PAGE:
We don’t hear much about the Anti-Trust Acts these days, and not too much about labor unions and their political action committees.
But these two forces can play an important role in this post 9/11 era, as they played important roles at the end of the 19th Century and in the Great Depression.
22. To Enforce Anti-Trust and Anti-Corruption Laws
Mass movements of steel and railroad workers throughout the U.S. demanded the Sherman Anti-Trust Act in 1890 to stop large corporations from making deals to cut wages and speed up production even if it meant cutting safety standards and the quality of products. It was upheld in Standard Oil v. U.S., 221 U.S. 1(1911). By 1914, unions demanded the Clayton Act (15 U.S.C. § 12). The Anti-Trust Division of the Department of Justice was established to enforce these laws.
In the Great Depression, after the stock market crash, Congress established the Securities and Exchange Commission to oversee actions by corporations.
After 9/11, more and more pundits began to comment on the total inactivity of the Anti-Trust Division in the face of mergers of huge corporations, from computers to grocery outlets to TV and radio stations. This led to hundreds attending hearings of the Federal Communications Commission in 2004.
Labor unions, activists, and good government NGOs were on the path of action to enforce basic U.S. laws against corporate misconduct.
DOD Awarded Iraq Reconstruction Contracts Without Competitive Bidding (Larry Margasak, “Report Links Iraq Deals to Bush Donations,” USA Today, Oct. 30, 2003.)
Contracts in Iraq Awarded to Anti-Labor Monopolies (“The Corporate Invasion of Iraq: Profile of U.S. Corporations Awarded Contracts in U.S./British-Occupied Iraq,” U.S. Labor Against the War, June 6, 2003.)
Congress Members Complain about Contracts to Political Contributors (“Letter from Henry Waxman, California State Representative, to the Honorable Joshua Bolten, Director, Office of Management and Budget,” Sept. 30, 2003.)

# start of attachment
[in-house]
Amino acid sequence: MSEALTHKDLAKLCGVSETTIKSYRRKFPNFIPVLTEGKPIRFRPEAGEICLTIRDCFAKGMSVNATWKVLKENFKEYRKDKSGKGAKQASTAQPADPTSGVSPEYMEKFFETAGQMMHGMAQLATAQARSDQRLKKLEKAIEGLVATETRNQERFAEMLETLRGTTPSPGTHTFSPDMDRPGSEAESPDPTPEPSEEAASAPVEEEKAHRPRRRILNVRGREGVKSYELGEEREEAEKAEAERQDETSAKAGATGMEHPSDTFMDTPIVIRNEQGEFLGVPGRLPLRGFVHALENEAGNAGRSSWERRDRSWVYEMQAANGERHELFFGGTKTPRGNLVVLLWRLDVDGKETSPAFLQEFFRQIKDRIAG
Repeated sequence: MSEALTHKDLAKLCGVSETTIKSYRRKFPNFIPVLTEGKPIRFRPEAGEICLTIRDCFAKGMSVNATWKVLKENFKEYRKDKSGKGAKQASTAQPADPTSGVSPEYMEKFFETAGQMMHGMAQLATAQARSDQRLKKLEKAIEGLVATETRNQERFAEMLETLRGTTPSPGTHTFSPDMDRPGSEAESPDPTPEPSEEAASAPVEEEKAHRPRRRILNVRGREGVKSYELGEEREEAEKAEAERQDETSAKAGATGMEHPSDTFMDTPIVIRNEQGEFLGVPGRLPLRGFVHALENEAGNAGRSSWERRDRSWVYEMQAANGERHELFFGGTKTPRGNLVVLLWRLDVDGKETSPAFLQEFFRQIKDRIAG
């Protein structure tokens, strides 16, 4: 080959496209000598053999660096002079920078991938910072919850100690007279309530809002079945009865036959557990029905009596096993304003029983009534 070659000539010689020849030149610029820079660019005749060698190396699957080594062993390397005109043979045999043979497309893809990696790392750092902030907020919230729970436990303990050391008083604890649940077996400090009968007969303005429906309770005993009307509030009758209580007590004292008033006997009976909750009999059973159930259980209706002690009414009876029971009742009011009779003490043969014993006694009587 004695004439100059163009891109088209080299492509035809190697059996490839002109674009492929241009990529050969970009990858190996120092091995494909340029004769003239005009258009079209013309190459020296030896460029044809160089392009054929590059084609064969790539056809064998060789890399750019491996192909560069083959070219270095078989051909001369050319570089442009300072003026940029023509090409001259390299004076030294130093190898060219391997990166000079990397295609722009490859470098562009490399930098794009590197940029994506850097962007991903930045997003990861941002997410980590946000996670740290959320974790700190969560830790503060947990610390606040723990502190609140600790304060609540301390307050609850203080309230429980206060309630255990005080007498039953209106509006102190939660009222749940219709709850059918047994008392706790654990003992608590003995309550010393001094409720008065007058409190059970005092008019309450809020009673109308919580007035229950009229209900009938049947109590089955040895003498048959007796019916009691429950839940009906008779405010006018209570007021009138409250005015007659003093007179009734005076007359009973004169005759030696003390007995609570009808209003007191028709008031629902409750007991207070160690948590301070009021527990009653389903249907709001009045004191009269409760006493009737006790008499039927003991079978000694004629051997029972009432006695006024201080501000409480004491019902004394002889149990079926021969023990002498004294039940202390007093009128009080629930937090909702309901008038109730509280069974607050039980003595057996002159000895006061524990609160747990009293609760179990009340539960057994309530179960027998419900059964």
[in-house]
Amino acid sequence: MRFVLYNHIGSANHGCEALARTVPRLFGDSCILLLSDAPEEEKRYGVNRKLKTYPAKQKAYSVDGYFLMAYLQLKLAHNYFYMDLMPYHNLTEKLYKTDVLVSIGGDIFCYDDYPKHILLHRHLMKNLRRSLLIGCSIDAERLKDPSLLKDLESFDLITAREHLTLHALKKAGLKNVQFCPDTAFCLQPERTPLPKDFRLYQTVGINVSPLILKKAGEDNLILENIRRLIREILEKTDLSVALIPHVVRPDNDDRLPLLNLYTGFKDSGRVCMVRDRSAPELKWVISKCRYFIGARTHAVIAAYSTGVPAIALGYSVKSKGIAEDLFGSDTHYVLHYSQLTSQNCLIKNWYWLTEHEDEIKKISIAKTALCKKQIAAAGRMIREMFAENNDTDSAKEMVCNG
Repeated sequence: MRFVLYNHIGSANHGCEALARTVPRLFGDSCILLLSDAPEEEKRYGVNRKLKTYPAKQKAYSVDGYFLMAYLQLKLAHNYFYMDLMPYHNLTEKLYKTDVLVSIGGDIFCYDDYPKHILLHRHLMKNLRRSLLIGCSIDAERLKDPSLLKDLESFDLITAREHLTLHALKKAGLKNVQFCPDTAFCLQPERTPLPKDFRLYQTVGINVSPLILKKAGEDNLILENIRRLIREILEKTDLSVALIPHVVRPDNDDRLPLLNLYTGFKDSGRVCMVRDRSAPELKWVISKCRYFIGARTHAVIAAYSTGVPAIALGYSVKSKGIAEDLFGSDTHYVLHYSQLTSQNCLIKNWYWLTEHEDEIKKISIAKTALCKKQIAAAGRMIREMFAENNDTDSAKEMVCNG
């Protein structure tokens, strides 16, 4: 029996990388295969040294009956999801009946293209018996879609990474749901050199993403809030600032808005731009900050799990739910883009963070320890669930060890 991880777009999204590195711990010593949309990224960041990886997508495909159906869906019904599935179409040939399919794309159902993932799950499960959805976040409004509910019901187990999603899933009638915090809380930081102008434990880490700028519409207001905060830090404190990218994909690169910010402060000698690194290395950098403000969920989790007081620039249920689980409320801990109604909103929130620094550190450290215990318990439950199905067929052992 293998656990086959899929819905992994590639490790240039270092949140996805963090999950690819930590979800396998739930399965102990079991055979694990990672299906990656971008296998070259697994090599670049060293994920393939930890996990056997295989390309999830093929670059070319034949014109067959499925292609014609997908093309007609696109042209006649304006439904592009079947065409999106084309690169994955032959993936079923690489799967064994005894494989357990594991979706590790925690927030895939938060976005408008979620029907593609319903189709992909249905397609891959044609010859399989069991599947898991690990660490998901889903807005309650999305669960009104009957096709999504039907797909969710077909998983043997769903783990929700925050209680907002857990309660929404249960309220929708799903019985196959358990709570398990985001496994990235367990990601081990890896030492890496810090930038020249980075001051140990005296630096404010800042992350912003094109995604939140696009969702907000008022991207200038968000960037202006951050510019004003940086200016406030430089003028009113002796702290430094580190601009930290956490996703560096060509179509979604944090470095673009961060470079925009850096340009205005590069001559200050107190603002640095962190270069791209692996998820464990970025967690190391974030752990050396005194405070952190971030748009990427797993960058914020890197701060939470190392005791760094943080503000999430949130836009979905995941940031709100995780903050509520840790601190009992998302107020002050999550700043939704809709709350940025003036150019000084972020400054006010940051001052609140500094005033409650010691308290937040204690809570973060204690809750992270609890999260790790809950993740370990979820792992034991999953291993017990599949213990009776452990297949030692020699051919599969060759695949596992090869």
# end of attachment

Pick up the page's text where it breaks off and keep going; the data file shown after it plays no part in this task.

Whistleblowers on DynCorp Corruption Win in Two Courts (Kelly Patricia O’Meara, “DynCorp Disgrace,” Insight on the News, Aug. 19, 2003.)
Corporate Armies Wage War in Iraq, Afghanistan (Russell Mokhiber and Robert Weissman, “The Rising Corporate Military Monster,” Common Dreams.org, April 23, 2004.)
23. To Protect the Rights of Workers and Unions
U.S. workers won passage of the Humphrey-Hawkins Full Employment & Balanced Growth Act in 1978. It requires the President to report to Congress at budget time on the unemployment rate and to propose a plan to bring it down to three percent for adults and four percent for minors. Bush failed to make such a report in 2004.
The International Longshore and Warehouse Union (AFL-CIO) is one of the most militant unions, with strong ties to unions around the globe. President Bush after 9/11, got a Taft-Hartley injunction against the union. That did not stop the ILWU, which won most of their demands. Labor is calling for a million worker march on Washington on Oct. 17 demanding: universal health care, a national living wage, guaranteed pensions, repeal of the USA Patriot Act. www.millionworkermarch.org
Bush Uses Taft-Hartley Act Against Militant Union (Doug Frechin, “Bush Declares War on West Coast Port Workers,” Justice, Issue 31, Sept.- Oct. 2002.)
Immigration Service Raids Wal-Mart Janitorial Staff (Steven Greenhouse, “Cleaner At Wal-Mart Tells Of Few Breaks And Low Pay,” New York Times, Oct. 25, 2003.)
Bush Failed To File Required Report Under Humphrey-Hawkins Act (M. Harvey Brenner, “Estimating the Effects of Economic Change on National Health and Social Well-Being,” prepared for Joint Economic Committee, Subcommittee on Economic Goals and Intergovernmental Policy, 98th Cong. 2nd Session, at p.53 [J. Rpt. 98-198, Serial No. J-98-17.], U.S. G.P.O, June 4, 1984.)
U.S. Government Not Protecting Union Rights of Workers in “New” Iraq (“US Occupation Forces Raid Iraqi Union Headquarters,” Iraqi Federation of Workers’ Trade Unions, Dec. 11, 2003.)
Oklahoma Workers Hunger Strike in Taiwan (Press Release, “Ponca Tribe and PACE Union Hold Protest March Condemning Environmental Pollution and Employee Lockout," Corporate Social Responsibility Newswire Service, Aug. 25, 2003.)
To be continued...
Berkeley resident Ann Fagan Ginger is a lawyer, teacher, activist, author and executive director of the Meiklejohn Civil Liberties Institute, a Berkeley-based center for human rights and peace law.
Contents excerpted from Challenging U.S. Human Rights Violations Since 9/11, edited by Ann Fagan Ginger (© 2004 Meiklejohn Civil Liberties Institute; Prometheus Books 2005) Readers can go to mcli.org for a complete listing of reports and sources, with web links.